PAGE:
Naropa Institute Summer Session

Looking Back

1973 // Preparing for Naropa

"There was no budget and no money. None! There was no plan. But there was also no question. [...] [Trungpa] just kept extending invitations. At any questions arising from the growing fear that someone might actually come, he would reply something like, 'You can do it.'"—Martin Janowitz

August 1974 // John Cage Creates Sparks at Naropa's First Summer

"It was a wild night. It was also the night Nixon resigned, and some of the townspeople may have come thinking it was a party to celebrate that. Also, it being a college town and the evening being billed as a 'Concert with John Cage,' some people may have thought they could just all join in and sing along. The energy was insane, people were throwing cushions around."—Anne Waldman

Late 1974 // Planning a Permanent Naropa

"We kept questioning, 'What is Naropa? Why are we doing this?' We were going around asking people that. Then a couple of months later, Rinpoche gave a community talk to all of us. He was quite upset, actually. He said, 'People keep asking me what is Naropa. Don't ask! Just do it!'"—Jeremy Hayward

Early 1975 // Informal Courses Tide Students Over Until Summer

"I lived in a small house, and in the garage was a small room where I held my classes, one in Sanskrit and one in Buddhism. The room was about four feet wide and twenty feet long, it was like a train! There were three students abreast, and about ten rose, and I was up front, conducting the class."—Reggie Ray

Summer 1975 // Naropa's Second Summer

"It was a time of sparks: east and west, men and women, psychologists and meditators, artists and intellectuals, cynics and love-and-lighters, political activists and the disillusioned. It wasn't the 'contemplative atmosphere' some may have wished for. Many of the discussions were heated, and it wasn't unusual to see someone storm out of a classroom in a dramatic fit."—Judy Lief

Early 1976 // Year-Round Degree & Certificate Programs Begin

Dilley's Dance Class
"There were seven or eight people, and we met every other day. We had the third floor of one of the big houses on Mapleton Hill—we called it the 'wedding cake house.' That was the dance studio—and it was really cold."—Barbara Dilley

Fall 1976 // Naropa Offices Return to 1111 Pearl Street

(Background: Naropa's offices were originally housed at 1111 Pearl Street, but for a short time, they had resided on University Hill. The office space at 1111 Pearl had housed a brothel near the turn of the century, and the offices had originally been bedrooms, each with a large bathroom attached.)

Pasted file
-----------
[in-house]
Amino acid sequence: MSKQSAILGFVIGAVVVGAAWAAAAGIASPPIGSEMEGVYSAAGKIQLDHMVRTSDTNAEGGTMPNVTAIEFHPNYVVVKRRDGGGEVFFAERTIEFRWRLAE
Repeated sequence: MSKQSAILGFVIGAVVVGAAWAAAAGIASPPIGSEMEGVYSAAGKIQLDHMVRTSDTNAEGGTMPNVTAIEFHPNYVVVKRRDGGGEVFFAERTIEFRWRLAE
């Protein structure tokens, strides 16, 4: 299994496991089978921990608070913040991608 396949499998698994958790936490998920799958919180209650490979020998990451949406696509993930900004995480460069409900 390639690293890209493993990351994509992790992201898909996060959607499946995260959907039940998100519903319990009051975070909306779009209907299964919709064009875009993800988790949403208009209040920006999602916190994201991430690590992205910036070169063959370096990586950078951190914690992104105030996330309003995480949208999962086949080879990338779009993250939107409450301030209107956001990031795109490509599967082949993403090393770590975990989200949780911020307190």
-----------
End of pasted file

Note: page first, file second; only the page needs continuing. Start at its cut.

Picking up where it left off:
"It was hysterical really, especially in the Finance Office. You'd open the door to the bathroom and there were forms everywhere—on the back of the toilet, piled high in the bathtub. Meanwhile, the pigeons were cooing and scrabbling their claws against the top of the ceiling, since they lived under the roof."—Suzanne Odenthal

Summer 1977 // Collaboration Flourishes at Naropa

"Everybody was very passionately involved with their own subject matter, and also very interested in what other people were doing. So we all naturally collaborated. One summer Kesey did a reading and we had a class of 25 or so t'ai chi students doing the first third of the t'ai chi form in front of him as he read."—Jane Faigao

Late 1977 // Judith Simmer-Brown Joins Buddhist Studies Faculty

Judith Simmer-Brown
"The only faculty member who had an office was Reggie (who was head of the faculty), but the rest of the teachers were pretty much on the streets. I took a booth at the New York Deli, and I was there for four years. [...] I was there three mornings a week in a booth, and that's where I met with students."—Judith Simmer-Brown

Summer 1978 // Dedication Keeps Naropa Afloat

" an inspiring show of unprecedented commitment and support, the staff and faculty wrote off a total of $108,000 in deferred pay as a donation of in-kind services."—The Naropa Bulletin, 1978

September 1983 // A $1 Million Gift Funds Endowment

$1 Million Donation
"One person who managed to surface through that lonely life preserver out at sea with the great good fortune of a human life has also the good fortune to come equipped with the material wealth to facilitate any sort of life. I would like to share that good fortune to enable Naropa to continue the work that I find important. A million dollars is a finite thing—the human mind is an infinite and precious jewel."—Anonymous donor, later revealed to be Martha Bonzi

1984 // Naropa Leadership Passes from Judy Lief to Barbara Dilley

Judy Lief & Barbara Dilley 1984"[Trungpa] mentioned the importance of taking 'king's view,' the view of someone in a castle overlooking the city, or of a pilot flying low over the land. He was transmitting big mind practice, a big view of the situation. The other thing I remember him saying was to 'invite celebration and ceremony into your world.' I thought of them as the two 'c's."—Barbara Dilley

Summer 1986 // Naropa Granted Accreditation

"It's a really good thing to create a school where the basis of the studies is wisdom. I feel proud of that. I feel like I've done something in my life. I feel better than if I was just a poet."—Allen Ginsberg